A new year has begun, and I know I don’t have to give crypto skeptics anything for the rest of the year. Because, as an industry, we’ve already spent billions of dollars buying gifts that are truly priceless and never go out of style. Yes, the comforting sense of self-affirmation that the skeptics were always right.
Given all that happened in 2022, it’s good to know that we are busy learning the right and important lessons. But don’t get your hopes up.
Thanks to the miracle of confirmation bias (seeing only information that supports your ideas), Proof of Reserves (PoRs), audits and those who advocate the end of cryptocurrencies will not be allowed until 2022. You will think that what you have already asserted about the events of 1940 has been proved again. I am no exception. Yes, I think we need more audits.
I am writing this sentence in a dark mood. It’s not because exchanges and hedge funds have gone bankrupt, or because the bad guys are letting loose. Nor am I frustrated that cautious consumers and regulators could slow the growth of this wonderful technology. It’s not like that.
What frustrates me is the slow pace of progress in public blockchains, privacy technology, and industrial applications. Blockchain is much more than cryptocurrencies, and our journey is taking too long.
Looking ahead, there are three issues that should have been resolved, but for some reason have not.
First, blockchain programs have short-term financial regulatory history by repeating every mistake, ignoring the useful lessons learned and Nobel prize-winning former Fed Chairman Ben Bernanke. It is that it traces back to .
Too often we have seen poorly/unregulated financial institutions exposed to the risk of bank runs and financial services posing systemic risk to the rest of the economic ecosystem. rice field.
Every time such an event occurs, crypto fundamentalists argue that DeFi (decentralized finance) is the only way forward that works. It’s nonsense. Creating an ultra-low-risk financial system that operates exclusively on-chain defeats the purpose of capital markets. The purpose of capital markets is to channel capital to those willing to take risks who need it for new businesses. The moment you take a risk, you leave the rigid algorithms and enter the world of human judgment.
Slow regulatory development
The second is the slow development of regulations related to blockchain and crypto assets. Law enforcement against the bad guys makes sense, but without positive rules, it’s going to chill the good people who want to get into this business, but are afraid of being exposed to rules that may be put in place in the future. I will put it away.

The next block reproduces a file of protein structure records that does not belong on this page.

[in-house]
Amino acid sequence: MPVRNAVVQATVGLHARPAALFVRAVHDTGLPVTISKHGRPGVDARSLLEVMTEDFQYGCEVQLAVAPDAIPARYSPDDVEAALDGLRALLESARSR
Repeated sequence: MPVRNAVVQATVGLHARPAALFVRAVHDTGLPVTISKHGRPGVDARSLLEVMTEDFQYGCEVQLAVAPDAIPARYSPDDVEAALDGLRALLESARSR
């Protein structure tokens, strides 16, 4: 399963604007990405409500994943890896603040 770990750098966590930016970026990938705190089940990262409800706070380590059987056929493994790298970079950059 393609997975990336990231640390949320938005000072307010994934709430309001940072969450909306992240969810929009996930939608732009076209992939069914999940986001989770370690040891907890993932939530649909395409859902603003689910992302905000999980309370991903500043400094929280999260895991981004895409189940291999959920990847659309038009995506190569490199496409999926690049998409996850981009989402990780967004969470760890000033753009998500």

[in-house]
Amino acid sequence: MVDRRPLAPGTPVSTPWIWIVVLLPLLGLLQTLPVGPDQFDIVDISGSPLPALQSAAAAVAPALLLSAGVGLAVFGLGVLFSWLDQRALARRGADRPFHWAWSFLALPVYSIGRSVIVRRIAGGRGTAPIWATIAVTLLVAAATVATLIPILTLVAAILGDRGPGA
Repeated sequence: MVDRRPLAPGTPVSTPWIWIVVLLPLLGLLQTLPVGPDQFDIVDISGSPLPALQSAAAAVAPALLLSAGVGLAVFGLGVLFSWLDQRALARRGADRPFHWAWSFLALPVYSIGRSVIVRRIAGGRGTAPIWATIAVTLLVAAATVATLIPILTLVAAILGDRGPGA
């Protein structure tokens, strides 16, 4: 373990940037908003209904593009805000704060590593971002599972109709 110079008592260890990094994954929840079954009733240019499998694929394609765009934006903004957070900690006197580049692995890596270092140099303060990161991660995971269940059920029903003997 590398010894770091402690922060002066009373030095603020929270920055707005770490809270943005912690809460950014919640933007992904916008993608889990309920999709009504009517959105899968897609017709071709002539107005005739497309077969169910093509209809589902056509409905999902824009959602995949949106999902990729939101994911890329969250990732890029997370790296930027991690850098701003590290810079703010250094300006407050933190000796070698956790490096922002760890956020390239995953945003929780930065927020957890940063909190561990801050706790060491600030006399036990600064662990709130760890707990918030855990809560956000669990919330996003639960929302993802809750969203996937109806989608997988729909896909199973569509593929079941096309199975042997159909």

This is not conjecture, but conviction. EY (Ernst & Young) clients include blue chip financial institutions that are eagerly awaiting regulatory clarity to enter the stablecoin and crypto space.
So we’re in a less-than-ideal situation right now. The bad guys don’t flinch at the lack of regulation, but the good guys hesitate. As a result, the bad guys face far less competition.
Thankfully, it’s not without competition. There are a lot of good people in the field, but the lack of regulatory clarity and standards makes them struggle to differentiate themselves from the bad guys. All the bad guys claim to be audited, professionally run, and take compliance seriously, and few end-users can tell the difference between truth and lies.
Premonition of recession
Third, a looming recession and a never-ending string of crypto failures are sapping the budgets and passions of risk takers. Convincing risk-averse CIOs to invest in emerging technologies is tough enough, but it’s even harder as CIOs consider budget cuts to prepare for a recession.
If there is any silver lining in the fear of learning no useful lessons from this difficult time, it is that advances in public blockchain, Ethereum and privacy technologies are inevitable.
Nothing that happened in the last year has made private or permissioned blockchains more useful or more interesting. But there are also many good things happening. Here are three good things about 2022.
Achievements in 2022
The first is “Merge”. Ethereum developers have finally silenced the voices of their inability to operate globally critical infrastructure. A smooth transition from Proof of Work (PoW) to Proof of Stake (PoS) has quickly eliminated two of the biggest complaints companies had with Ethereum.
“There is no accountability for managing the system responsibly,” and “the carbon footprint is too big.” The Layer 1 battle is over and the Ethereum blockchain has won.
The second is NFTs. While the speculative generative arts market has all but dried up, the market for personal digital trophies, proof of participation and attendance, and collectibles that can be used to demonstrate enduring qualifications and skills is just beginning.
NFTs will soon be everywhere, on everything from concert tickets to race medals. The goal is not to make money. The purpose is to collect stories of life and achievements and share them with the world.
It also has great potential for industrial applications. Most things a company makes are unique and unique, even if it’s just a manufacturing number or serial number. It’s not a fungible (exchangeable) thing, it’s an NFT.
The third is DAO (Decentralized Autonomous Organization). DAO is a beacon of hope in the blockchain ecosystem. It has emerged as a way to build and organize almost anything, from new companies and shared investment vehicles to non-profits. A variety of tools and services make it easy to organize and manage DAOs, and DAOs have grown tremendously over the last year.
2022 is over. I feel relieved. Development continues, and last year’s villain will only be used for quiz questions. Let’s move forward.
Mr. Paul Brody: The global blockchain leader of EY (Ernst & Young).
｜Translation and editing: Akiko Yamaguchi, Takayuki Masuda
｜Original: There Will Be No Lessons Learned From FTX